Gameplay in The Skywalker Saga consists of combat and exploration. While at first, this might seem thin, it is only when you realize how seriously TT Games emphasize exploration that you begin to see the massive scale of this game. Finishing each level in the game opens up the area for Free-Mode, where players can pick any of their unlocked characters to explore these open-world type areas and gather all sorts of collectibles. Speaking of unlocked characters – it is truly astounding the number of characters and character types you can play as in The Skywalker Saga. Upon a quick recheck, I can confirm that there are a total of 380 characters you can play as in the game.
While not all of them have totally different movesets – they are broken down into several different archetypes such as Bounty Hunters, Jedi, Droids, and more. Progression for each of these archetypes is tied to the collectibles, which you can hunt down in the area or simply break open boxes and defeat enemies to get Studs, which is the primary collectible in the game.
Combat certainly feels like a step-up as Jedi lightsaber duels now feel truly responsive and allows players to perform combos in a very Batman Arkham-style combo-counter. Feedback on the Dualsense Controller also feels really good as each Force Attack and Lightsaber swing feels powerful. The game’s combat, however, truly shines when using characters like Han Solo (Bounty Hunter) as the over-the-shoulder 3rd person camera is new for the franchise and makes the game a solid 3rd-person shooter experience.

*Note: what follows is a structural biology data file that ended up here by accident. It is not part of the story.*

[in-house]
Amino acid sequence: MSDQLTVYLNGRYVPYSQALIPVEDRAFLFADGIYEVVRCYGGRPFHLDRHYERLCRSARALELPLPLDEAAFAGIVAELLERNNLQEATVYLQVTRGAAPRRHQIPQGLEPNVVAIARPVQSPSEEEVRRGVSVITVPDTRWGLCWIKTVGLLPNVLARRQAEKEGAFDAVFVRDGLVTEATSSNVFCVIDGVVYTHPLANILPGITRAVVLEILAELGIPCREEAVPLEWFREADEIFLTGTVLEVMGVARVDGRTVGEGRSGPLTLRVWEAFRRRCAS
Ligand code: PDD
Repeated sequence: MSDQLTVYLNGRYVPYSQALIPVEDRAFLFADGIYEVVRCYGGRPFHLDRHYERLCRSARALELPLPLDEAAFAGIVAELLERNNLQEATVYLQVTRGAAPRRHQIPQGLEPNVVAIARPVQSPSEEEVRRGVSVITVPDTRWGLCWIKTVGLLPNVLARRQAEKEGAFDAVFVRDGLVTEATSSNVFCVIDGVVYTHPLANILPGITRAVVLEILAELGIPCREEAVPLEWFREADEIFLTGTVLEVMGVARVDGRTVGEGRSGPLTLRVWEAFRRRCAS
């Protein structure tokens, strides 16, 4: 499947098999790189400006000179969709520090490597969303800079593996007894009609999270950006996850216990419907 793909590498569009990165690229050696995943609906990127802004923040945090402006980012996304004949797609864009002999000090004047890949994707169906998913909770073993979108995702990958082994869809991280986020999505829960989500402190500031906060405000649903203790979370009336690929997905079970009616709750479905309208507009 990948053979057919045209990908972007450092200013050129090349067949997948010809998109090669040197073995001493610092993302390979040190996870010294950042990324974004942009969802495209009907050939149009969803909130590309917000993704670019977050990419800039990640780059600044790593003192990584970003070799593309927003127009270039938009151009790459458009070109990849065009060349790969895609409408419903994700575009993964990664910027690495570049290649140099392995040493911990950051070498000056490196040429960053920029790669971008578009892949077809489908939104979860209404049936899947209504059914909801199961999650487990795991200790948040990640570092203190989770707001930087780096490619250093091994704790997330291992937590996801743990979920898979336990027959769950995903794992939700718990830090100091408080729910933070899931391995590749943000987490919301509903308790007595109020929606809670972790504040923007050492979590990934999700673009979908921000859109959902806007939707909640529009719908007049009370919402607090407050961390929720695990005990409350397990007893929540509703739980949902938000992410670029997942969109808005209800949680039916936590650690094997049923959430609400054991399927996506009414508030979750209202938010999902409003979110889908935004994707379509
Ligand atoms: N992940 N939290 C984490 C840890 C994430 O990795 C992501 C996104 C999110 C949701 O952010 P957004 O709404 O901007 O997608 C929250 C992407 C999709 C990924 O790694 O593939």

Each individual Episode has about 5 levels each, which, in turn, also means that there are 5 massive open-world areas that can take up hours upon hours to complete. Each Episode can take up to a few hours to complete, depending on your playstyle. If you feel like sticking only to the story and blitzing past levels, each episode is going to take up about 3-4 hours, rounding up the total play-time to a respectable 25+ hours. However, that is only if you play the story context exclusively, as adding exploration to the mix can easily bump that number up significantly.
Progression in the game is tied to the collectibles and players can dump their points into the aforementioned archetypes (Jedi, Bounty Hunter, etc) to perform better with specific character types. However, this mostly felt superficial as you can play through the story without ever feeling the need to upgrade past the original state of your character. While it doesn’t affect things in a major way, it is still a nice touch for the game to have the collectibles act as more than just a checklist item in an area.